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Aquinas 209- 1.5 oz gin, .5 oz lemon juice, dash Peychaud's bitters, top with @Fentimans Dandelion & Burdock @209wendi

Aquinas 209:

1.5 oz. Gin (No. 209)
.5 oz. Lemon juice
Dash Peychaud's bitters
Top with Fentiman's Dandelion and Burdock Soda

Shake all ingredients less soda over ice. Strain into old fashioned glass with fresh ice. Top with soda and garnish with lemon slice.

This drink was somewhat reminiscent of a Pimms Cup less the physical fruit. This is largely due to fruitiness of Fentiman's Dandelion and Burdock soda, which could serve as an interesting substitute for plain soda in a Pimms Cup. We've got a long wait in Portland until it's Pimm's season, but will mentally note the potential.

Dandelion and Burdock has been a traditional British soft drink since around 1265.  This cocktail gets it's name from St. Thomas Aquinas, who when walking in the countryside "trusting God to provide", concocted a beverage with the first plants he encountered, which aided his concentration for formulating his theological arguments for Summa Theologica. The flavor of the soda is probably something that you will really like or really dislike with few opinions in between. The drink is particularly popular in the United Kingdom where a slew of imitators using artificial flavors have poorly attempted recreation, while Fentiman's is the only beverage maker offering an accurate recreation of the classic beverage, complete with natural fermentation.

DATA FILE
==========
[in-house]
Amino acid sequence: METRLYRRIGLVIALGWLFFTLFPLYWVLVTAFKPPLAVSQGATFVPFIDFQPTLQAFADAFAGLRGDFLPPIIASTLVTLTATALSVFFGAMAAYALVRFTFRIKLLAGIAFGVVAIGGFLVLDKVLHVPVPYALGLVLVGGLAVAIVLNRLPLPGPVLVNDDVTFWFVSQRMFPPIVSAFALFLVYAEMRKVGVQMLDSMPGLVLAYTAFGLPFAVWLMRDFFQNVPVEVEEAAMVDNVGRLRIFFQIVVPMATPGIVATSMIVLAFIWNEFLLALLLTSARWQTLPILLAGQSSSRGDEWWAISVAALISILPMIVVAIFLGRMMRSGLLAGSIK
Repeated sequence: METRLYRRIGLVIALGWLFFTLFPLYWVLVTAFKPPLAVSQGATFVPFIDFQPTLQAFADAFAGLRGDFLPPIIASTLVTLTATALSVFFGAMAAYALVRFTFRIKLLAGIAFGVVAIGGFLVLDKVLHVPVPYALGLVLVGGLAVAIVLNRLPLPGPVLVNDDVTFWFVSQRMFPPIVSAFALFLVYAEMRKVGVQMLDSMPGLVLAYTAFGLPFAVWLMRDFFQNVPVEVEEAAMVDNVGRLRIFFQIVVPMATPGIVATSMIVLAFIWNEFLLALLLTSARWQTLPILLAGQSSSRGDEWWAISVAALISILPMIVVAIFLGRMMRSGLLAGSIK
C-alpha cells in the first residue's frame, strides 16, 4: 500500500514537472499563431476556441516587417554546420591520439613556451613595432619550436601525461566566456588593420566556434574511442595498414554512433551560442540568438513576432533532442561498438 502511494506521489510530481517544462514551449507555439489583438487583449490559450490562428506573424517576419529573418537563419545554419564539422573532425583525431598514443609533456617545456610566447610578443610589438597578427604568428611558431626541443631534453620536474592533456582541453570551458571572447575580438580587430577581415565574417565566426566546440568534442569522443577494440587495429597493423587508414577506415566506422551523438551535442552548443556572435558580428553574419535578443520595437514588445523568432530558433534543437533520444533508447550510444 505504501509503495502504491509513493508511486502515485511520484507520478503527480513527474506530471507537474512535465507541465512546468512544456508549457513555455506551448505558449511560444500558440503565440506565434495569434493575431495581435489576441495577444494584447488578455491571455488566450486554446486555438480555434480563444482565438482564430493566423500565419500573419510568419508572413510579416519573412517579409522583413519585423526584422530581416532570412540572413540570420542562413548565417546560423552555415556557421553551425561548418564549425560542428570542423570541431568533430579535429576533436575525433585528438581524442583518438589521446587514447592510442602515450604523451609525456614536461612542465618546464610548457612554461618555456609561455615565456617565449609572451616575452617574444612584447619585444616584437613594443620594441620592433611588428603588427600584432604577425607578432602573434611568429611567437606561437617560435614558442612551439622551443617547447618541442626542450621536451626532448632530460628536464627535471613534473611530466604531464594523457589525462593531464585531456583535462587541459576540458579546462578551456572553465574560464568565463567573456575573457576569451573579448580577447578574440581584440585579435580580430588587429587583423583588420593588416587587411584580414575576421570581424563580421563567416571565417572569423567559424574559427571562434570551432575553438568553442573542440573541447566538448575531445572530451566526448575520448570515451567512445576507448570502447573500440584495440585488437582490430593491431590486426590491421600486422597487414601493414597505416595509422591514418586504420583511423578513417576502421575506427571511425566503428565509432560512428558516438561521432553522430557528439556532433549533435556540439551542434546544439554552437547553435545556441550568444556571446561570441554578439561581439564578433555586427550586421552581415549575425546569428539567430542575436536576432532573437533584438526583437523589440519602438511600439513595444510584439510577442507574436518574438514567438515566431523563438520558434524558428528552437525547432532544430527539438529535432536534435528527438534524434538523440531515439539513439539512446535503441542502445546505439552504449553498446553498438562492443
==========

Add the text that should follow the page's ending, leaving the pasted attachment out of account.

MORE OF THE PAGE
The cocktails nose is citrus and wintergreen. No. 209 gin is a remarkably smooth gin and an a joy to mix with as the botanicals are prominant without dominance. It is a must-have for any gin lovers collection. Juniper and wintergreen follow on the swallow making for an interesting and refreshing flavor combination. The addition of Peychaud's is to further bring out the aniseed flavors from the Fentimans soda. Have any of your ideas about using Dandelion and Burdock in cocktails? Please share in the comments!

Pink Slipper- 1.5 oz @HouseSpirits Aquavit, .75 oz lemon juice, .5 oz orange liqueur, dash Peychaud's bitters, lemon zest

1.5 oz. Aquavit (Krogstad)
.75 oz. lemon juice
.5 oz. orange liqueur (Patron Citronge)
Dash Peychaud's bitters
Lemon zest

Shake over ice. Double-strain into chilled cocktail glass. Express lemon oils over cocktail and garnish.

This is a Pegu Club style cocktail, where the gin is swapped for aquavit, the lime for lemon, and the Angostura for Peychaud's. While clearly an entirely different flavor profile, those who enjoy sour cocktails, caraway, and star anise may just find a new favorite. It has taken me awhile to open up to Aquavit, but each subsequent drink results in a greater fondness, and craving for the spirit. This Portland offering from House Spirits has provided many local bartenders with a excellent (relatively) new spirit to create their own signature cocktails, examples of which can be found here, as well as places where you can drink them in PDX if you aren't the DIY type, though it may be safe to say that's most likely a contradiction in terms!

Bolster- 1.5 oz Bols Genever, 1 oz Cocchi Americano, .75 oz grapefruit juice, dash Peychaud's bitters @BolsGenever @BolsPDX

Bolster:

1.5 oz. Bols Genever
1 oz. Cocchi Americano
.75 oz. grapefruit juice
dash Peychaud's bitters

Shake all ingredients over ice. Double-strain into chilled cocktail glass.